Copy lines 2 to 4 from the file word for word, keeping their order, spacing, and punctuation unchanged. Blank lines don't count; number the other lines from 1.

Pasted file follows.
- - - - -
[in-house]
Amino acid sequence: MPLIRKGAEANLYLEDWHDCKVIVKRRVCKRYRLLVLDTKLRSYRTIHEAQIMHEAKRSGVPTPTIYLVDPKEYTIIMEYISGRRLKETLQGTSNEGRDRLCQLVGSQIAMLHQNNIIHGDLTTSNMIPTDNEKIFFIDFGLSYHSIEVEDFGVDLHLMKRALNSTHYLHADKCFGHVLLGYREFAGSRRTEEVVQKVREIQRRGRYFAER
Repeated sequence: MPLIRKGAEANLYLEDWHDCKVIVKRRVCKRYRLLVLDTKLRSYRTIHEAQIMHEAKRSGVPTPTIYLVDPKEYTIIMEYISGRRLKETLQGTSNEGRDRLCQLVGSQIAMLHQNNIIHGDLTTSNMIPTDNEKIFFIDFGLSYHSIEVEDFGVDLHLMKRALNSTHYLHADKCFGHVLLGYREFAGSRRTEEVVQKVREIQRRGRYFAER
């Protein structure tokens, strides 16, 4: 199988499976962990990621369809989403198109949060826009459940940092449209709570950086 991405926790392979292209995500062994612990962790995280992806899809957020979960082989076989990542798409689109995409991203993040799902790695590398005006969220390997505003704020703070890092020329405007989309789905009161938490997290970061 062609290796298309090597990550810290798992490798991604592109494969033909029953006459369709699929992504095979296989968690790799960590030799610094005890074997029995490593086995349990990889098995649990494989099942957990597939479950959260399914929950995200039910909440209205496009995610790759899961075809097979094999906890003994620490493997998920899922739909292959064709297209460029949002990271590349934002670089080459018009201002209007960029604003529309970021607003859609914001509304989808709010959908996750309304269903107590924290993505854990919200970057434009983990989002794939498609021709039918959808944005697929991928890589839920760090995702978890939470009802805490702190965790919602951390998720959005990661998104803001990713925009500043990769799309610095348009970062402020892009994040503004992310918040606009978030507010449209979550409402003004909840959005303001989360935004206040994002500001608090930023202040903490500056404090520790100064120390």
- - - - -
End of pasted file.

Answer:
Amino acid sequence: MPLIRKGAEANLYLEDWHDCKVIVKRRVCKRYRLLVLDTKLRSYRTIHEAQIMHEAKRSGVPTPTIYLVDPKEYTIIMEYISGRRLKETLQGTSNEGRDRLCQLVGSQIAMLHQNNIIHGDLTTSNMIPTDNEKIFFIDFGLSYHSIEVEDFGVDLHLMKRALNSTHYLHADKCFGHVLLGYREFAGSRRTEEVVQKVREIQRRGRYFAER
Repeated sequence: MPLIRKGAEANLYLEDWHDCKVIVKRRVCKRYRLLVLDTKLRSYRTIHEAQIMHEAKRSGVPTPTIYLVDPKEYTIIMEYISGRRLKETLQGTSNEGRDRLCQLVGSQIAMLHQNNIIHGDLTTSNMIPTDNEKIFFIDFGLSYHSIEVEDFGVDLHLMKRALNSTHYLHADKCFGHVLLGYREFAGSRRTEEVVQKVREIQRRGRYFAER
């Protein structure tokens, strides 16, 4: 199988499976962990990621369809989403198109949060826009459940940092449209709570950086 991405926790392979292209995500062994612990962790995280992806899809957020979960082989076989990542798409689109995409991203993040799902790695590398005006969220390997505003704020703070890092020329405007989309789905009161938490997290970061 062609290796298309090597990550810290798992490798991604592109494969033909029953006459369709699929992504095979296989968690790799960590030799610094005890074997029995490593086995349990990889098995649990494989099942957990597939479950959260399914929950995200039910909440209205496009995610790759899961075809097979094999906890003994620490493997998920899922739909292959064709297209460029949002990271590349934002670089080459018009201002209007960029604003529309970021607003859609914001509304989808709010959908996750309304269903107590924290993505854990919200970057434009983990989002794939498609021709039918959808944005697929991928890589839920760090995702978890939470009802805490702190965790919602951390998720959005990661998104803001990713925009500043990769799309610095348009970062402020892009994040503004992310918040606009978030507010449209979550409402003004909840959005303001989360935004206040994002500001608090930023202040903490500056404090520790100064120390």